Less than 0.01% of EU citizens’ voter forms received due to election ‘havoc’, say MPs
PUBLISHED: 14:18 25 April 2019 | UPDATED: 14:51 25 April 2019
MPs have called on the government to cut the red tape around EU citizens’ registration for the EU elections after it was found that fewer than 300 crucial forms have been returned with 13 days before deadline.
Become a Supporter
Almost four years after its creation The New European goes from strength to strength across print and online, offering a pro-European perspective on Brexit and reporting on the political response to the coronavirus outbreak, climate change and international politics. But we can only continue to grow with your support.
In an urgent question raised by shadow foreign minister Catherine West in the House of Commons, MPs grilled minister without portfolio Brandon Lewis on the “shambles” brought upon electoral offices nationwide by the sudden likelihood of an EU election.
To register to vote here, EU citizens must take part in a two-step process.
As well as registering online, they must fill out and return an additional 'UC1' form declaring that they will not vote in their country of origin and that they intend to vote here.
This must be done, by post, within the next seven days.
READ MORE: How to register to vote in the European elections
West called the returning of the second form “largely superfluous” because the process is designed to take place while other EU registers are open, to prevent people voting in both countries.
She called on the government to cut the red tape and allow local authorities to automatically register EU citizens who are already registered to vote in next week's council elections.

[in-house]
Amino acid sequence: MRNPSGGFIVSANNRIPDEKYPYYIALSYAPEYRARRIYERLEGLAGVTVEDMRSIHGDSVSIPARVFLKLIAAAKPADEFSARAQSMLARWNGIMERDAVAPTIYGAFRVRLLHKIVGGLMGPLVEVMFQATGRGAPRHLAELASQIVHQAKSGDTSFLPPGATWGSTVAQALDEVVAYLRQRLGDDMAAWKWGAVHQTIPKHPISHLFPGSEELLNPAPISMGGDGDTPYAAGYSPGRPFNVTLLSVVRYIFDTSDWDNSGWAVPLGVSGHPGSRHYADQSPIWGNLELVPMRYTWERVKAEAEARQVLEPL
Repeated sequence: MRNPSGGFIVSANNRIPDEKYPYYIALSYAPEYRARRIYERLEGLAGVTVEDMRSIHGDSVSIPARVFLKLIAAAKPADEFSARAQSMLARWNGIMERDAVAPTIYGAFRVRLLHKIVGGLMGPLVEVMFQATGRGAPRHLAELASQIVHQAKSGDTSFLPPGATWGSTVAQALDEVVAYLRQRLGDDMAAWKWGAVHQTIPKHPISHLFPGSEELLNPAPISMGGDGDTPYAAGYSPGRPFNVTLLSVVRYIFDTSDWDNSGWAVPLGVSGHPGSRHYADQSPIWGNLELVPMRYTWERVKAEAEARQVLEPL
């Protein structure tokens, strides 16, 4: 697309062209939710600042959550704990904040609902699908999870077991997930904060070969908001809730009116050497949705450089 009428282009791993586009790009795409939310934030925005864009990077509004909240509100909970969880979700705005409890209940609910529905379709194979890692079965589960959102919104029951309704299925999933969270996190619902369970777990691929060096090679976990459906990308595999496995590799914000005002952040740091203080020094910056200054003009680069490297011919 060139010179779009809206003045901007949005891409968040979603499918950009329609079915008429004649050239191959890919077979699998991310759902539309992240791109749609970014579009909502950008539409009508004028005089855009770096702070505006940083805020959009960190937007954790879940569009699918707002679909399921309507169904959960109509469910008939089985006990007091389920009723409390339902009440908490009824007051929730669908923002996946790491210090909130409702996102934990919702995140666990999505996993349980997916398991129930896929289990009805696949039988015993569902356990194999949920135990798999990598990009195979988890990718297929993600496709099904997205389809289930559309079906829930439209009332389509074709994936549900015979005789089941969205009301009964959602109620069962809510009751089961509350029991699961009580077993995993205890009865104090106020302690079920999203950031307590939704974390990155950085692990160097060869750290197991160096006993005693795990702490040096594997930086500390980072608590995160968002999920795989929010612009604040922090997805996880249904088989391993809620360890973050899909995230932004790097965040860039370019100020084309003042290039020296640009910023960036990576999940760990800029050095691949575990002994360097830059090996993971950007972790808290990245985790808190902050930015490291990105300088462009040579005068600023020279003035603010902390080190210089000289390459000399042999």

The Electoral Commission had long made recommendations to simplify the process, but stated it had not developed these recommendations as the government had repeatedly stated we wouldn't be in another EU election.
She said: “Under normal circumstances, had Brexit shambles not taken over, councils would have written to EU citizens in January whilst all EU registers were open to confirm the UK register in good time.
“These unusual circumstances and the government's complete lack of action have helped create an artificial barrier to the enfranchisement of EU citizens,” she added.
READ MORE: Hundreds of thousands of EU citizens may be unable to vote in the European elections
“Instead, we are already hearing reports of a formal legal challenge to the UK government.
“Yet another Brexit mistake.
“In July 2018 the integrity of our democracy was questioned when Vote Leave were found guilty of breaking electoral law.
“Today, our democracy faces another threat.”
Jo Platt, Labour MP for Leigh, said the “11th-hour” uncertainty is causing “havoc”.
“With only 13 days left before the deadline, fewer than 300 forms have been returned, she said, adding:
“Which equates to 0.015% of registered EU citizens.”
She called on the government to extend the deadline to return the forms to May 15, and to ensure electoral officers hand out the forms on May 2 during the local elections.
She also called on the government to absorb the costs of the last-minute arrangements rather than leaving local authorities to pay, and for scanned and photographed versions of the form to be accepted.
Lewis said the government has given very clear advice to EU citizens.
He laid the blame at remainers' feet to cries of dismay from the opposition bench.
“We wouldn't be in this position if she and many more of her colleagues had voted [for the withdrawal agreement] on March 29 and we wouldn't be holding these elections,” he said.
“It is absolutely right that we ensure that people only vote once, as is the legal requirement.” He added that the form takes about thirty seconds to fill out and is the same as that used in the 2014 elections.
You may also want to watch:
Become a Supporter
Almost four years after its creation The New European goes from strength to strength across print and online, offering a pro-European perspective on Brexit and reporting on the political response to the coronavirus outbreak, climate change and international politics. But we can only rebalance the right wing extremes of much of the UK national press with your support. If you value what we are doing, you can help us by making a contribution to the cost of our journalism.Become a supporter